He picks you up and carries you out to the car. You drift in and out of consciousness during the drive, not sure where he is taking you until you wake up and smell the ocean.
He lifts you from the passenger seat and walks down toward the surf. Your heart leaps with fear, catching in your throat each time his feet slip on the shingle, but he holds you close and keeps walking, straight out into the water.
When the water reaches his waist, he lowers you so that you float, cocooned safely in his arms. The water feels warm to you, even though it is November. Your skin tingles and you lift a hand to the sky to watch the sores disappear before your eyes. Energy courses through your limbs. This is what you needed.
You slip through his arms and dive into the nearest current, which sweeps you out to sea. As you dart through the water, you shrug out of your pyjamas and let them float to the surface. A seal appears and urges you on into the dark blue depths.
Up ahead, you see your mother and you cry out with joy. She sweeps you into her arms and presses kisses to your brow. You always knew that she was alive, but you beg her to tell you why she left. And why she never said goodbye.
She tells you how she fell in love with your father and left the sea to be with him, and how she stayed because she fell in love with you. But she couldn’t stay any longer. The ocean called to her and she had to answer. She does not belong on the land. She offers you a home. You could stay below the sea forever, safe in her arms.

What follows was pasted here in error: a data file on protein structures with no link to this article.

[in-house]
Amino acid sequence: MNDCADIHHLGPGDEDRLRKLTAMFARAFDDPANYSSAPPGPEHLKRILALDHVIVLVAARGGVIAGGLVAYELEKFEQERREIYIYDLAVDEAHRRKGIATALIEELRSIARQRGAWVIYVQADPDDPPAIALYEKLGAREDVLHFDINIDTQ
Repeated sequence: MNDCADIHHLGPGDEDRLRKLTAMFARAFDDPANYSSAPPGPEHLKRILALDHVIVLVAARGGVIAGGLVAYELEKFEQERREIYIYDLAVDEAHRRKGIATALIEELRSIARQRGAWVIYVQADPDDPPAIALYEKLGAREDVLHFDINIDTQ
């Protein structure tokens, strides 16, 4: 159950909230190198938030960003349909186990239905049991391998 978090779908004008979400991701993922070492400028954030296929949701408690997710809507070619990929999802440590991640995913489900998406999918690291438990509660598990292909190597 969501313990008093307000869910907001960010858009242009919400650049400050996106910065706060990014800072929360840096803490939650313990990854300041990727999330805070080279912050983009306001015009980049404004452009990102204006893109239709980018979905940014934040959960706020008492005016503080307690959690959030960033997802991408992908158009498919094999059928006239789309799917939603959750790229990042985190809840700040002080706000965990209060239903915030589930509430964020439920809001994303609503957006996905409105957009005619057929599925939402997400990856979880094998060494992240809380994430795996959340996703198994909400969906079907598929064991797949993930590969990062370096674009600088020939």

Dark eyes watch the pair of you from the kelp forest and you flinch from their gaze but your mother reassures you. These are your aunts and uncles and cousins. These are your people too. They have been waiting for you.
You stare into your mother’s eyes. You have missed her. You love her. But you look back at the shore, where your father still stands shivering, waist deep in icy water. Somehow you know, if you do not return, he will follow you into the frigid swell and the sea will not welcome him the way it welcomes you.
You glance between your mother, surrounded by her family, in the place where she belongs, and the lone figure waiting by the shore. You know that you will never really belong in either place, but your choice is clear. You kiss your mother, promise her that you will return the next day, every next day, but you cannot stay forever.
As you swim back to the land, you see that your father is holding the clothes you shed, tears running down his face to fall into the waves, salt returning to salt. Your heavy heart blooms as you swim up to him and throw your arms around his neck. You tell him you love him and he holds you close. He insists on carrying you back up the beach, even though you are perfectly capable of walking once again.
The pair of you return home, to the house of your childhood, where every window shows you the sea. You sit in the warm kitchen, wrapped in towels, watching the rain dance with the waves. Your father presses a hot cup of soup into your hands. You look up at him, and you smile. Maybe there is one place you belong, after all.
Rebecca Burton is a queer, neurodivergent writer from the UK. She has previously had short fiction published in Fireside Magazine and Dark Dispatch. When not writing, she can be found learning (too many) languages, drinking (too much) tea, and muttering about hair dye and k-drama on Twitter (@TyGrammarRex).